The origin of the Canon Medicinae is attributed to the Abu Ali Ibn Sina Husaya, known in the Latin Medieval Europe as Avicenna, famous surgeon and philosopher who lived between the years 980 and 1037. The Canon Medicinae is the only complete copy of his work, is is one of the copies of the Hebrew translation by the translator Natan ha-Meati in the thirteenth century the original Arabic Avicenna wrote.
This manuscript is considered the most comprehensive encyclopedia of medical and pharmacological science of the Middle Ages. It’s not just a treaty on general medicine, but also includes studies of anatomy, physiology, on diseases, medications and their effectiveness, all it presented in five parts.
It comprises a total of 1,604 pages of fine vellum, with dimensions of 275 x 400 mm. It is written in two columns, 36 lines each, in the Hebrew Italian style cursive writing, also called Rashi script. It is a membranous codex because his models are enriched with gold, with ten of them full-page and 498 pages illuminated with fringes of floral and animal motifs, like many small miniatures depicting the signs of the zodiac, the four seasons or allegories on the different months.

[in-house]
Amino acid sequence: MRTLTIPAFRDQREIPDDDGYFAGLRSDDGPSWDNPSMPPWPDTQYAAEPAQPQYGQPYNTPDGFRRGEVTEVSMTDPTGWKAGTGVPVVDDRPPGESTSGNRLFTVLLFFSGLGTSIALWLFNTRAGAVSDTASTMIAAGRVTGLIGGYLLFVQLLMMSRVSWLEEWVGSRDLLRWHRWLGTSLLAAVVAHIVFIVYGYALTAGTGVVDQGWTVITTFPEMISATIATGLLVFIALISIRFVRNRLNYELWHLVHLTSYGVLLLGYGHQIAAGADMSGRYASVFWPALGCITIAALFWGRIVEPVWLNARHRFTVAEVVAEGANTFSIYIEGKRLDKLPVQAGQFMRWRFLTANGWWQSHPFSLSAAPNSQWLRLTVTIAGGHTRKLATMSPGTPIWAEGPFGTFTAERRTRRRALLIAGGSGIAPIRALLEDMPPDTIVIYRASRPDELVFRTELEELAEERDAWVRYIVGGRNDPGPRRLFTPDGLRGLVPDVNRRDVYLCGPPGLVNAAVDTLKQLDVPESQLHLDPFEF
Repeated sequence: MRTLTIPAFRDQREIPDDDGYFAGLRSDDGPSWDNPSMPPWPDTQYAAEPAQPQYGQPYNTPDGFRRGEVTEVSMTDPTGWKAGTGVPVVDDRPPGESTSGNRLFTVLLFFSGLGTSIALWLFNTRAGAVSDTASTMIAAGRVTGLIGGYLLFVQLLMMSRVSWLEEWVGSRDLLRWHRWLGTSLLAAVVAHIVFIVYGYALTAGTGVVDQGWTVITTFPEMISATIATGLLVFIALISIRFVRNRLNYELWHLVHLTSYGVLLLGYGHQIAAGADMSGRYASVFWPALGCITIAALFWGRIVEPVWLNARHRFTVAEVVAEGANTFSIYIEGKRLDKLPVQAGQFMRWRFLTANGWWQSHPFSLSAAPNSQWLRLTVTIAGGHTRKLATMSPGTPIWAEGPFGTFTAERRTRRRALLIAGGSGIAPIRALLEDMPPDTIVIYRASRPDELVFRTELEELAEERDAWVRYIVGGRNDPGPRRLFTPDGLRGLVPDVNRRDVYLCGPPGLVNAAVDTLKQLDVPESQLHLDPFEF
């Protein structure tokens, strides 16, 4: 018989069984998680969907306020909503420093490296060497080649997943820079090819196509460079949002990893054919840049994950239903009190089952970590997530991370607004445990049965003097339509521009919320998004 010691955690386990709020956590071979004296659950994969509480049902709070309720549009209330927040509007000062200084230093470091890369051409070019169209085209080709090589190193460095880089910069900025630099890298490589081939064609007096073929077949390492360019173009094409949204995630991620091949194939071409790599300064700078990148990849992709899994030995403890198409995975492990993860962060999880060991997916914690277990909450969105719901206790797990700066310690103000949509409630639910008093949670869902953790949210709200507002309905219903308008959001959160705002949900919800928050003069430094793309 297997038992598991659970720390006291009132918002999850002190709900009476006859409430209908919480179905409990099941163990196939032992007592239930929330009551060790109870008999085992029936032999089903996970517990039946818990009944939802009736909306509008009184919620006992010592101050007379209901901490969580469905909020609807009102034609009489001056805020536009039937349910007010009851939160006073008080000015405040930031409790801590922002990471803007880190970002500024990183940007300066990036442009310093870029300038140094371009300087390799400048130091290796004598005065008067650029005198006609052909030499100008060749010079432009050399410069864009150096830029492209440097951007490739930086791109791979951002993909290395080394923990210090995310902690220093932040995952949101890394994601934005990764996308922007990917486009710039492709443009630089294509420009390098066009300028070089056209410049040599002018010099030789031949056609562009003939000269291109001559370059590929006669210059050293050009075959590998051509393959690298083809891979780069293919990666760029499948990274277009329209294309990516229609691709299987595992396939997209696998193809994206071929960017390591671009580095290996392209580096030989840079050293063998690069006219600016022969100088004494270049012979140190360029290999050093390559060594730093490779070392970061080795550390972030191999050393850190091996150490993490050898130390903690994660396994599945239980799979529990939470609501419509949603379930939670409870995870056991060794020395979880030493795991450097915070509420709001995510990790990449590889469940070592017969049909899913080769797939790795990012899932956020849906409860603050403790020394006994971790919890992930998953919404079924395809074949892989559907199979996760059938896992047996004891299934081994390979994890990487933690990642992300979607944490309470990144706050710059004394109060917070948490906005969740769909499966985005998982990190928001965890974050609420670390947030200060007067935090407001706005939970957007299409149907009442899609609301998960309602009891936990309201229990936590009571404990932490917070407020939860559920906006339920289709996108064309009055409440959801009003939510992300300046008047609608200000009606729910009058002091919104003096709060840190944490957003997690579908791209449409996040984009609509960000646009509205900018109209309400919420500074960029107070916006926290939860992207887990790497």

2002 facsimile edition of the famous work of Avicenna “Canon Medicinae”, beautifully lit and carried out in 1440 manuscript, original of which is preserved in the University Library of Bologna (Italy). An essential work for any medical or profession related to medicine, as well as for any collector or demanding bibliophile.
Facsimile and numbered limited edition of 995 copies authenticated by a notary. 30.5 x 43.6 cm format. It contains 10 full-page miniatures illuminated in addition to 498 pages with borders of floral and animal motifs.
The edition is completed with a second volume, or study book, in which specialists have developed studies and codicological, paleographic and artistic works on this handwritten work in Arabic.
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